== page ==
Maritime Health

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World Mental Health Day: It’s ok to not be ok

The World Health Organisation recognizes World Mental Health Day on October 10th to remind us the importance of awareness in a growing topic for the business world globally. In an era where most working people have less time and more stress, mental health is a big topic and the maritime could not stay unaffected.

Tackling the threat of shipborne legionella: What you should know

Ships are considered to be high-risk environments for legionellosis. The term legionellosis is a general one that describes infections with Legionella and that lead to a range of pneumonic (affecting the lungs) and non-pneumonic diseases. Legionella is a pathogenic group of Gram-negative bacteria that includes the species L. pneumophila, causing legionellosis including a pneumonia-type illness called Legionnaires’ disease and a mild flu-like illness called Pontiac fever.

Shell changes North Sea working rotas to 2/3 pattern

Oil major Shell has revealed plans to reverse the working rotas for its offshore operations in the UK North Sea. Starting from May 2019, the company will move to two weeks offshore and three weeks onshore (2/3) rotas, following a campaign by Scotland’s largest offshore union.

UK Club: Ten basic rules for a healthier heart

As part of its crew health scheme series, the UK Club informed that it has observed a recent number of heart disease cases involving young seafarers. Healthy lifestyle choices can positively reduce the risk of getting heart disease or prevent deterioration of the condition. 

New Zealand: Ring-fenced seafarers need to get a medical certificate

Maritime New Zealand is reminding the 7,200 seafarers who have ring-fenced their ‘tickets’ they need a medical certificate to keep working. The medical certificate is due two years from the date a seafarer verification card was issued. Maritime NZ ring-fenced over 10,000 legacy seafarer certificates by 1 September 2017.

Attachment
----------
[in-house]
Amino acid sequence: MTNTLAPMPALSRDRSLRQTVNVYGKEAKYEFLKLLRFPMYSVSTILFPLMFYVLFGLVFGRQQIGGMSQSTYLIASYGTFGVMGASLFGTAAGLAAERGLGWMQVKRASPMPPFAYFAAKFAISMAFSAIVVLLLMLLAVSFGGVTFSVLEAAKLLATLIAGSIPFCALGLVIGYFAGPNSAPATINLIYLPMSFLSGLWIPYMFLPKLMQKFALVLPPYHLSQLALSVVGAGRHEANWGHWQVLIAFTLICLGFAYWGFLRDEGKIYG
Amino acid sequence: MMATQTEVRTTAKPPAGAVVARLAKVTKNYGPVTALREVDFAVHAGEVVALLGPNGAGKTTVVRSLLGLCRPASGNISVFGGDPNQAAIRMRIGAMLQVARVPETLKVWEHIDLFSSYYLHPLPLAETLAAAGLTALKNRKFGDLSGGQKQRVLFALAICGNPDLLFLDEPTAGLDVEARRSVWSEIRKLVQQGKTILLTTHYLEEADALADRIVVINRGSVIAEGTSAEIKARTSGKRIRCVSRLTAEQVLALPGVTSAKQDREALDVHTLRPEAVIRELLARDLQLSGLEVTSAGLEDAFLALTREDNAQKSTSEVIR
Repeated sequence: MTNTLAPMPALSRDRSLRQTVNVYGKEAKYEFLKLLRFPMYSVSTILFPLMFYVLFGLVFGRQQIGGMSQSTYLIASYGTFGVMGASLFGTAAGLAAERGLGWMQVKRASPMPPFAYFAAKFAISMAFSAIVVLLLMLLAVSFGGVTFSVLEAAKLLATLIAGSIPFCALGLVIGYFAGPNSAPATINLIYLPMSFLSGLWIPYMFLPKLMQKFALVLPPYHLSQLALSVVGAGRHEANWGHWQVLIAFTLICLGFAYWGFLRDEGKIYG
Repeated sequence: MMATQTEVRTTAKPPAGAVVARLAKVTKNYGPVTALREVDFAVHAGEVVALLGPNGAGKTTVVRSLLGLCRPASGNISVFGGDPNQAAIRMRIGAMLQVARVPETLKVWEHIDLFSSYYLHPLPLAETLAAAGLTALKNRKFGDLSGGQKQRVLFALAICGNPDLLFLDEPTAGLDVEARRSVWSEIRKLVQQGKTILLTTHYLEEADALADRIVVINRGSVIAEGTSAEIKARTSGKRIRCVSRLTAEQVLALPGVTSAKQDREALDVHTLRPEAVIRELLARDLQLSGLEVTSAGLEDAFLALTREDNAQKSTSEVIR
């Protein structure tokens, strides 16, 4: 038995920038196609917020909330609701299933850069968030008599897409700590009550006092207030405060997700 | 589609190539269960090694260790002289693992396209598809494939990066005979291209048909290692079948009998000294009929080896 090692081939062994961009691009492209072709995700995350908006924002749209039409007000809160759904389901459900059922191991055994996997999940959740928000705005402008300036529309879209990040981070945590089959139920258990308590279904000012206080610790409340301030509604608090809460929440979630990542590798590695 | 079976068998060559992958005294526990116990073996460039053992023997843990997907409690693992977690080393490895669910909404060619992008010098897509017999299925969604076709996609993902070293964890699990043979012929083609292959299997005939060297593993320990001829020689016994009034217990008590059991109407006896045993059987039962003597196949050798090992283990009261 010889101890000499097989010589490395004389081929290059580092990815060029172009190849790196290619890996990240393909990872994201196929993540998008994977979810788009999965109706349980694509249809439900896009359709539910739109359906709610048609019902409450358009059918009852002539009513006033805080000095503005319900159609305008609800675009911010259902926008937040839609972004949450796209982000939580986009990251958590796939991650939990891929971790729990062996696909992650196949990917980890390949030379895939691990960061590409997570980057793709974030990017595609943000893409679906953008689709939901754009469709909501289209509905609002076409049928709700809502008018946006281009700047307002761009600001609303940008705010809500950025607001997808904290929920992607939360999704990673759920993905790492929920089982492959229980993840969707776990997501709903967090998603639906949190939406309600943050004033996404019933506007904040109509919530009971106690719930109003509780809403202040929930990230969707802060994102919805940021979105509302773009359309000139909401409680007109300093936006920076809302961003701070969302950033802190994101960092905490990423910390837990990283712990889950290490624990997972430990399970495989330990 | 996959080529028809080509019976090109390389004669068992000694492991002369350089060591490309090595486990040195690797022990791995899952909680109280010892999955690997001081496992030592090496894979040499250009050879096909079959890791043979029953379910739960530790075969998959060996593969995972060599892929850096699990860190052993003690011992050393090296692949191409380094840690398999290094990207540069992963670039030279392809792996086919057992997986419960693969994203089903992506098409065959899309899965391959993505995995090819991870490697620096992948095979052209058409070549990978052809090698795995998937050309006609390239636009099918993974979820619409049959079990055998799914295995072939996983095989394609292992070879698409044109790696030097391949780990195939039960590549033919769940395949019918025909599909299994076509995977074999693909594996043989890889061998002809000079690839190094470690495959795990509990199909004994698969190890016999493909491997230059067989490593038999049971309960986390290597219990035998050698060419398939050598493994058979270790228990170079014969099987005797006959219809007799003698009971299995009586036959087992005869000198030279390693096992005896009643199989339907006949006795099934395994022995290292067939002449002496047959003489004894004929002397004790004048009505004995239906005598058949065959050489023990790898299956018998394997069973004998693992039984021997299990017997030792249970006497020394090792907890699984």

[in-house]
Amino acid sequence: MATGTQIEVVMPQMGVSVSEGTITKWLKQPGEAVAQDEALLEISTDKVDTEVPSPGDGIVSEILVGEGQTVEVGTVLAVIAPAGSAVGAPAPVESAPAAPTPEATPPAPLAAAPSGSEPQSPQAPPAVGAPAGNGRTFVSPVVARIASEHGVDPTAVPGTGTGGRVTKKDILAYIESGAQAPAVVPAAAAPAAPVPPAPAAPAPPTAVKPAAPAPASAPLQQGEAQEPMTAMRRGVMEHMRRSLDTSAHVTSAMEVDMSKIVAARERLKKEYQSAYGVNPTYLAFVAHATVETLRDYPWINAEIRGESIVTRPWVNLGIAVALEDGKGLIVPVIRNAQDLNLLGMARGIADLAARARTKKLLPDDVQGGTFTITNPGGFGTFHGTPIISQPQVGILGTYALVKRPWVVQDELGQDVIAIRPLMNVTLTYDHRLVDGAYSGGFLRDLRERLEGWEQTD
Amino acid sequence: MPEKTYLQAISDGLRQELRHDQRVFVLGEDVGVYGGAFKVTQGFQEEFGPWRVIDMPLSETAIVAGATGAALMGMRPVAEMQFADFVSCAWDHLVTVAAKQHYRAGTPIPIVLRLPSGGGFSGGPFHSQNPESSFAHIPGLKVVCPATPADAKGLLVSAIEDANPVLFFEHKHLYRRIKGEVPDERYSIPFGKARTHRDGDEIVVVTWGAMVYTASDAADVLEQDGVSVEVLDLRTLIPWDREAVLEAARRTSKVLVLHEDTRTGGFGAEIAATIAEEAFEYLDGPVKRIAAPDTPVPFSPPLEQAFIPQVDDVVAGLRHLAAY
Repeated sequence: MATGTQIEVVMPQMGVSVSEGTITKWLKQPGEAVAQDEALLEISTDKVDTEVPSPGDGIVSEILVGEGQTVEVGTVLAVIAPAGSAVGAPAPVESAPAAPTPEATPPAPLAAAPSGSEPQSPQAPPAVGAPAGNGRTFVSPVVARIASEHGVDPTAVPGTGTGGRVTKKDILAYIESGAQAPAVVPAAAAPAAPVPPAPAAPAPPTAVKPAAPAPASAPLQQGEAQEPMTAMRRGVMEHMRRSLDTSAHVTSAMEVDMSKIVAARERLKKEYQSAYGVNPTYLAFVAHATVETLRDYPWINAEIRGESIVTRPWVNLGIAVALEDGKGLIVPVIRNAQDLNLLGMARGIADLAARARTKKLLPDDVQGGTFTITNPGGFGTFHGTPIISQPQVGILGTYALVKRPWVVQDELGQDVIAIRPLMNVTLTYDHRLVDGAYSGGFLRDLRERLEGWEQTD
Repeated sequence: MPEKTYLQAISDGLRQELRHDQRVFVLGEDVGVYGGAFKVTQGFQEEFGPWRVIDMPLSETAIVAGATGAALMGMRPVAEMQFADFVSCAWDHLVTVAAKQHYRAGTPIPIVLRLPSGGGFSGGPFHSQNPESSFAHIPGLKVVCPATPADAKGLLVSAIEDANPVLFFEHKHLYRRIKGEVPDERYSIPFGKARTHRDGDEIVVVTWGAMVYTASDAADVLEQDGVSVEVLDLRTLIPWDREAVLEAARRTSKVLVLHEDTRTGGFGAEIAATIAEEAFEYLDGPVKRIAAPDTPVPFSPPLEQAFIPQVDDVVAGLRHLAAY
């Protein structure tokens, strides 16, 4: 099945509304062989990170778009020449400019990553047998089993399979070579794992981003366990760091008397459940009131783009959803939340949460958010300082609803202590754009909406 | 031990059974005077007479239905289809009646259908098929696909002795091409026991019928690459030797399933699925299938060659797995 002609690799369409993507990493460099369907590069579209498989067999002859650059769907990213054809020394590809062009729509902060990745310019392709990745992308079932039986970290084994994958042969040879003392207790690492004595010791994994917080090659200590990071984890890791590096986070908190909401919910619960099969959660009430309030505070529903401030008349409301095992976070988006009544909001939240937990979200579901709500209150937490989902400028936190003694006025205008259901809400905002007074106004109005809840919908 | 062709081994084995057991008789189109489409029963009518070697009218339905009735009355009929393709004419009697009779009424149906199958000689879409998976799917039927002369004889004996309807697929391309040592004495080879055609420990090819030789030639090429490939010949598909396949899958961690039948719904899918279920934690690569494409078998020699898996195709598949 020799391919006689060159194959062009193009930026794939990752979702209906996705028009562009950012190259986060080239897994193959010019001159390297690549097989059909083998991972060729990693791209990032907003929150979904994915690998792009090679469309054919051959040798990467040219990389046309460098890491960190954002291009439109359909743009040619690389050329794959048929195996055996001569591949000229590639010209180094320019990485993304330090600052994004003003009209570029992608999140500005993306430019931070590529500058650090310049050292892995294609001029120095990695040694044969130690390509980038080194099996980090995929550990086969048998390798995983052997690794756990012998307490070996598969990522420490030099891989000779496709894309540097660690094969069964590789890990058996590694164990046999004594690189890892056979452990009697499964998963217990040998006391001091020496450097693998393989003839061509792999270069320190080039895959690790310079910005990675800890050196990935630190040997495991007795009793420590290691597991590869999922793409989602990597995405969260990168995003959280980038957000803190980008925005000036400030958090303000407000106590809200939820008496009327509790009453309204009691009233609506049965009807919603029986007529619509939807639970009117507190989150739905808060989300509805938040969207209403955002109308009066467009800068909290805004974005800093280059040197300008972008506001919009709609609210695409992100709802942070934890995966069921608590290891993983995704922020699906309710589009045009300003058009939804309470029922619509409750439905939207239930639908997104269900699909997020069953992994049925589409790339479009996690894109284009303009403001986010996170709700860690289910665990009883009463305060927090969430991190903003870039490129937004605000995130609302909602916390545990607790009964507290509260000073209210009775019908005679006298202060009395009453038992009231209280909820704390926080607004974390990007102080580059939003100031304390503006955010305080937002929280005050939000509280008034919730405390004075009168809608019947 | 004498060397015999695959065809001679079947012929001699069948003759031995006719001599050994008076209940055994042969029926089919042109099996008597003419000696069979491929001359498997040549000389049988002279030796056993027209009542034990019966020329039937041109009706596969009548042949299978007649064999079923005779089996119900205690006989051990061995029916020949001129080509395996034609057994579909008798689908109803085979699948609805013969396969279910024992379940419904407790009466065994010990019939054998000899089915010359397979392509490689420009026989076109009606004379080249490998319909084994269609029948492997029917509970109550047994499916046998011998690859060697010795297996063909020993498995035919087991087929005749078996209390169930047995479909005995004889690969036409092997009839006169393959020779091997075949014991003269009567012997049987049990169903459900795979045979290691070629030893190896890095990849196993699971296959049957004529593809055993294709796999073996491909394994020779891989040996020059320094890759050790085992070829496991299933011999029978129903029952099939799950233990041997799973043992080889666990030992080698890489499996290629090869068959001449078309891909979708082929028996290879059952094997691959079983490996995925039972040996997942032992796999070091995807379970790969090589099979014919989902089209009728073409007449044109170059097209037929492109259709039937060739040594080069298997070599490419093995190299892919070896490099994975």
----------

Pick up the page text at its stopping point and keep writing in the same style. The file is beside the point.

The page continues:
Suicide thoughts: How to support seafarers before it’s too late

September 10 marked the World Suicide Prevention Day through activities including educational and commemorative events, press briefings and conferences, as well as Facebook and Twitter coverage. But is that enough to support our seafarers before it’s too late?  

Dealing with stress and panic attacks

Seafarers are often exposed to difficult working conditions with multiple stressors and are at risk of panic attacks. The UK P&I Club recently received a report for a seafarer repatriated and diagnosed with panic disorder, insomnia and depression and proposes measures to tackle this issue.

US sends hospital ship to Colombia to help with humanitarian crisis

The US Navy’s hospital ship ‘USNS Comfort’ will be deployed to Colombia this fall to provide medical care to an increasing regional humanitarian crisis, as Venezuelans try to leave the country due to a deteriorating health and political climate. The hospital ship will assist the Colombian medical services network.

Passenger ships should step up attempts to prevent Legionella

France/USA-based aqua-tools said that cruise ships and ferry operators must do more to protect passengers from contracting Legionella and other infections from waterborne pathogens. A research paper published in June 2017 by the US National Institutes of Health’s National Library of Medicine, found high levels of Legionella in local ferries and cruise ships.

Fatigue in fishing: Facts and figures

In January 2018, Maritime NZ surveyed people who hold fishing-related certificates, asking their experiences on fatigue and the steps they are taking to minimise it. Most of the 318 respondents were skippers and 82% have been working in the industry for more than 10 years.

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Do you think the entire shipping industry will be completely digitalized by 2025?

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